Leicester City’s rise to the top of the Premier League with just five games remaining has been a remarkable story, and has spread positivity across England in an otherwise cynical time for the much maligned image of English soccer. The flip side of Leicester’s rise has been the ongoing struggle of Arsenal, the team that many tipped at Christmas to be the top of the league by the end of the season.
Leicester City’s dynamic wing-play, 4-4-2 system and two solid centre backs have previously been trade marks of Arsene Wenger’s title-winning teams but many years have passed since Arsenal and Wenger’s last successful league campaign in 2003-4. Can Wenger learn from Leicester’s rise?
1. Unearthed gems are still out there
Wenger has historically been credited as being the man in European soccer that can spot the rough diamond whether it be the speed and finishing ability of a young Nicolas Anelka or the raw talent of a 20 year old Kolo Toure, but his ability to spot and acquire young previously unheard of talent seems to be on the wane. Leicester have proved through the signings of N’Gol Kantè and Riyadh Mahrez that there are still top quality players out there available if a manager is willing to take the risk. Mohamed Elneny’s emergence since his January signing has been well documented but Wenger has turned to more big-name signings and experienced names in recent years. Nobody can doubt the talent of Mesut Ozil or Alexis Sanchez but the signings of Mathieu Debuchy, Lukas Podolski and David Ospina offer low risk but have come with little reward at the same time.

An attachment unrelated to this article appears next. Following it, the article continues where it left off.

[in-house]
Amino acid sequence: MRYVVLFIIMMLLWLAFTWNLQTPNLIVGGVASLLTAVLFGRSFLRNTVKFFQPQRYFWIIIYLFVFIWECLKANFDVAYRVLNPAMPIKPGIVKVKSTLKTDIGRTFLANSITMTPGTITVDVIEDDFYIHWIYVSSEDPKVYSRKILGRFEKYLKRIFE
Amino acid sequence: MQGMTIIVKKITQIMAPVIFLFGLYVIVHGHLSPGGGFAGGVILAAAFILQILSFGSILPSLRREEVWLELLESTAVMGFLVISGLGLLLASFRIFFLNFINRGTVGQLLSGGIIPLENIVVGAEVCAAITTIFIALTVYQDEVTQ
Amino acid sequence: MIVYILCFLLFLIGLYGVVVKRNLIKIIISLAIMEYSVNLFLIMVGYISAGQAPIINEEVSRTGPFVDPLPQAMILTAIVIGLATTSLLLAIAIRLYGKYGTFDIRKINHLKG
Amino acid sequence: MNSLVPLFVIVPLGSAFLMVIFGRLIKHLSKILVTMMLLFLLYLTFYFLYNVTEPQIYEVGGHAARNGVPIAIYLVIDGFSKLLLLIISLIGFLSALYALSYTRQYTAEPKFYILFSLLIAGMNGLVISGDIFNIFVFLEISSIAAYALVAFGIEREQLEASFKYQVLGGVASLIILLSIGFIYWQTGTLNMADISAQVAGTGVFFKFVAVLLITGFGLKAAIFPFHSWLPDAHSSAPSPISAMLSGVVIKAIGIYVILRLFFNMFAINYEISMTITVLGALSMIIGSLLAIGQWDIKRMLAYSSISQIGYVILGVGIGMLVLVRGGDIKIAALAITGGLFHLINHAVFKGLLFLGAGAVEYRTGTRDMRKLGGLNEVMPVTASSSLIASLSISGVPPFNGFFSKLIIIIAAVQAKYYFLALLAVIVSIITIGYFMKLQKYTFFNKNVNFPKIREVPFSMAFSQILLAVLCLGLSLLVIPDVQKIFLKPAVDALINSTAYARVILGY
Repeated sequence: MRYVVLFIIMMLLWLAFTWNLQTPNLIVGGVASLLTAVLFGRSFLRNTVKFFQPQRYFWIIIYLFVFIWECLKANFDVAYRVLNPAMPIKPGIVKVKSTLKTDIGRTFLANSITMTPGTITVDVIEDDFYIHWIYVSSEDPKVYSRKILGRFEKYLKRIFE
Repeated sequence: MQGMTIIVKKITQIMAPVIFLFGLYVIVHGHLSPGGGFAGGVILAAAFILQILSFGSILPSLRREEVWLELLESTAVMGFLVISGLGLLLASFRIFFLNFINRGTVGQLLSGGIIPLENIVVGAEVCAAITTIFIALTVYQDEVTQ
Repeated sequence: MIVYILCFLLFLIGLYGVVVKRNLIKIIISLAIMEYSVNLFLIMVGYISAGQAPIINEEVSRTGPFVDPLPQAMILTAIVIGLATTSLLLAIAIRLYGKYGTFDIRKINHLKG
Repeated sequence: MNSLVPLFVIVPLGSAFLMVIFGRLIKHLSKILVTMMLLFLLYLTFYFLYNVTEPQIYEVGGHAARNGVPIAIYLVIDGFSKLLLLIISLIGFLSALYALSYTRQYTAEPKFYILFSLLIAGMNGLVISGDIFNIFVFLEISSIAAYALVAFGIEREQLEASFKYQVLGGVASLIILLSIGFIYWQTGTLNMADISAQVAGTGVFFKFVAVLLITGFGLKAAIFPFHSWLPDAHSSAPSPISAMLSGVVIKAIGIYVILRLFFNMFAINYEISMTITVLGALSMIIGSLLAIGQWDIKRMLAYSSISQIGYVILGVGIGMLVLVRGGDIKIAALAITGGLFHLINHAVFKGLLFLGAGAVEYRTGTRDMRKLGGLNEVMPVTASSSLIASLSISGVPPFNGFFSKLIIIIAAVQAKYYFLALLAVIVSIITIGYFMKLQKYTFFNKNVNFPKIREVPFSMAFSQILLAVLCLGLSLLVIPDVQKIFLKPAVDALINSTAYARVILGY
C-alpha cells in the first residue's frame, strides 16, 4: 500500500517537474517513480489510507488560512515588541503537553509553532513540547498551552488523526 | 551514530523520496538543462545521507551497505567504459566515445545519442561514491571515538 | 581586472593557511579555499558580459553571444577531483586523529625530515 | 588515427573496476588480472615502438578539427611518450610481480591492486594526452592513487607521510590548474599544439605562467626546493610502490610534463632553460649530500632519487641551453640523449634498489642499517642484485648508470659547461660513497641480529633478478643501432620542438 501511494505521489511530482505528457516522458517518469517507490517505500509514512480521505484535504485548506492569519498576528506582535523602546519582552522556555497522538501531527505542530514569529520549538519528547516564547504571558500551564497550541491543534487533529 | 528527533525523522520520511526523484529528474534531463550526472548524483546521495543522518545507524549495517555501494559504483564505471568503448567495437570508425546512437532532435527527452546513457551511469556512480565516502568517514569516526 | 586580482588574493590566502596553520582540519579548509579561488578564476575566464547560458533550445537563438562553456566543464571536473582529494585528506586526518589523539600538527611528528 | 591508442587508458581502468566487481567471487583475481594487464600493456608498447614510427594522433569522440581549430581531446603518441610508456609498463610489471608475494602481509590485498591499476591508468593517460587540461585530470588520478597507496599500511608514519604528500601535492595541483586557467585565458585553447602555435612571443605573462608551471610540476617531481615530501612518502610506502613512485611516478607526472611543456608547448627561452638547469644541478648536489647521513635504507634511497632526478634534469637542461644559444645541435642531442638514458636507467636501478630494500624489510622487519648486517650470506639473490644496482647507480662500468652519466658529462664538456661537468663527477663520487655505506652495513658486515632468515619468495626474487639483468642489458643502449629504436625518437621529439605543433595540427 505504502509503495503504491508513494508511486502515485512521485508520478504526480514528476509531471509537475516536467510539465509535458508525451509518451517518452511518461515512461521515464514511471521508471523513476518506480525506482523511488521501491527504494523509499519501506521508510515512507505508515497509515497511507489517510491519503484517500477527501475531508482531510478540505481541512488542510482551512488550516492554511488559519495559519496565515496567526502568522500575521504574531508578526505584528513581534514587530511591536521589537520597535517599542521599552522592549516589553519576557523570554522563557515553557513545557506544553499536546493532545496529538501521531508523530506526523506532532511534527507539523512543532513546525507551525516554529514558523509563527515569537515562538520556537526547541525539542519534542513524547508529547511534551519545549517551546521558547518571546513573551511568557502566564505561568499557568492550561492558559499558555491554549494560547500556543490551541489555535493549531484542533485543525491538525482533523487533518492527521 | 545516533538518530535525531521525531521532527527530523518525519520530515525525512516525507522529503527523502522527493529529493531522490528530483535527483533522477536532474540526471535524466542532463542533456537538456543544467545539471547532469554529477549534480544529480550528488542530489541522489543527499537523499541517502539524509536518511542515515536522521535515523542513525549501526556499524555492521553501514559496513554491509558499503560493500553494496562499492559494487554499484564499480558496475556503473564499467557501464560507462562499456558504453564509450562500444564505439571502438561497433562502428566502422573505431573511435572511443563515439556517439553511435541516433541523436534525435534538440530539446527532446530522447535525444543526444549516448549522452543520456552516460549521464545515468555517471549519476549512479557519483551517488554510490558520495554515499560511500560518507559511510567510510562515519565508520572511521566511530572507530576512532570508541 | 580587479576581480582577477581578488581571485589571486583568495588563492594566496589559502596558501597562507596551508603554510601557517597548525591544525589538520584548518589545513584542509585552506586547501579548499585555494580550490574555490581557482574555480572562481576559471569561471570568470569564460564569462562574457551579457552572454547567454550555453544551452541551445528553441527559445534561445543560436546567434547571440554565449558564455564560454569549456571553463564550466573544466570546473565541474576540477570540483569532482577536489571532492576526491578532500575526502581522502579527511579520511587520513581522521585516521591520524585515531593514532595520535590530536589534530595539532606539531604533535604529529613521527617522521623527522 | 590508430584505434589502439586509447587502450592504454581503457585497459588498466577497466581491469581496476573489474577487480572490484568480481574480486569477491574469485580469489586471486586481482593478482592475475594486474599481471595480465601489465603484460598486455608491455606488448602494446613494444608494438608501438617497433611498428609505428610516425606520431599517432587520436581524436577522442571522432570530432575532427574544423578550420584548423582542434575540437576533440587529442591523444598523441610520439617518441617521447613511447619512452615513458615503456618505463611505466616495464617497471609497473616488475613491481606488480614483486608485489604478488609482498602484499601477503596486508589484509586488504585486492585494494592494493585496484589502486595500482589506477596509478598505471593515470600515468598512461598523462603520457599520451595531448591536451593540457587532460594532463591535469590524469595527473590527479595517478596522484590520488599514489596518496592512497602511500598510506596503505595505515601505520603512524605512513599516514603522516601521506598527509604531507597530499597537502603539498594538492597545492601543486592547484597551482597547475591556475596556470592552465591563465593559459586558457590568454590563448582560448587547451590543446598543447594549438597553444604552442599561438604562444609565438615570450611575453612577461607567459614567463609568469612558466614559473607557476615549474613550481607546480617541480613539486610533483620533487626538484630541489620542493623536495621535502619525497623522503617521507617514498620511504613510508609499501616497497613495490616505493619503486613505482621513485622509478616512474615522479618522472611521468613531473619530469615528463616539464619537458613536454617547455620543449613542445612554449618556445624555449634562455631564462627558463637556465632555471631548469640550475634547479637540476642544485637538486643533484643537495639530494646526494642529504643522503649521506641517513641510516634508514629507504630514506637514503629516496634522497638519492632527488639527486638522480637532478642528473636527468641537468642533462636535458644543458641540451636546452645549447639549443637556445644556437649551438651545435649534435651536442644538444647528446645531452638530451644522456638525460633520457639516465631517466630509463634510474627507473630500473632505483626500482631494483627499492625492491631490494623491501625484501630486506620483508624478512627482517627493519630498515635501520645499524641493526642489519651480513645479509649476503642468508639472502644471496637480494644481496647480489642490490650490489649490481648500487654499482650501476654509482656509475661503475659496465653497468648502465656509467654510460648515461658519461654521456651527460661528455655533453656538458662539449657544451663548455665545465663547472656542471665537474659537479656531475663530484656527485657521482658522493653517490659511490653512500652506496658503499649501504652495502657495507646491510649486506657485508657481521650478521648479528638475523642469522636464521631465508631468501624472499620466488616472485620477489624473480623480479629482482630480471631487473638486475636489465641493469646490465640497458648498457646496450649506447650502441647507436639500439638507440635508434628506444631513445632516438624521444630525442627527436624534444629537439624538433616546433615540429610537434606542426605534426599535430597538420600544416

2. Old-fashioned center backs can still be effective
If we turn out minds back to the title winning teams of the Wenger era, there are a few themes that run through each starting 11. One is most certainly the simplicity of the center back pairing with Kolo Toure and Sol Campbell starting during the unbeaten season, Campbell alongside either Martin Keown or Tony Adams during the 2001-2 season and Keown and Adams present throughout the double-winning 1997-8 campaign. Although Laurent Koscieny has progressed in recent years and Per Mertersacker has clear leadership qualities, the insistence on playing out from the back has cost Arsenal. Plus the success of Wes Morgan and Robert Huth as well as the formidable partnership of John Terry and Gary Cahill last season shows that the strong, basic center back still leads to success in the Premier League.
3. The importance of changing tactics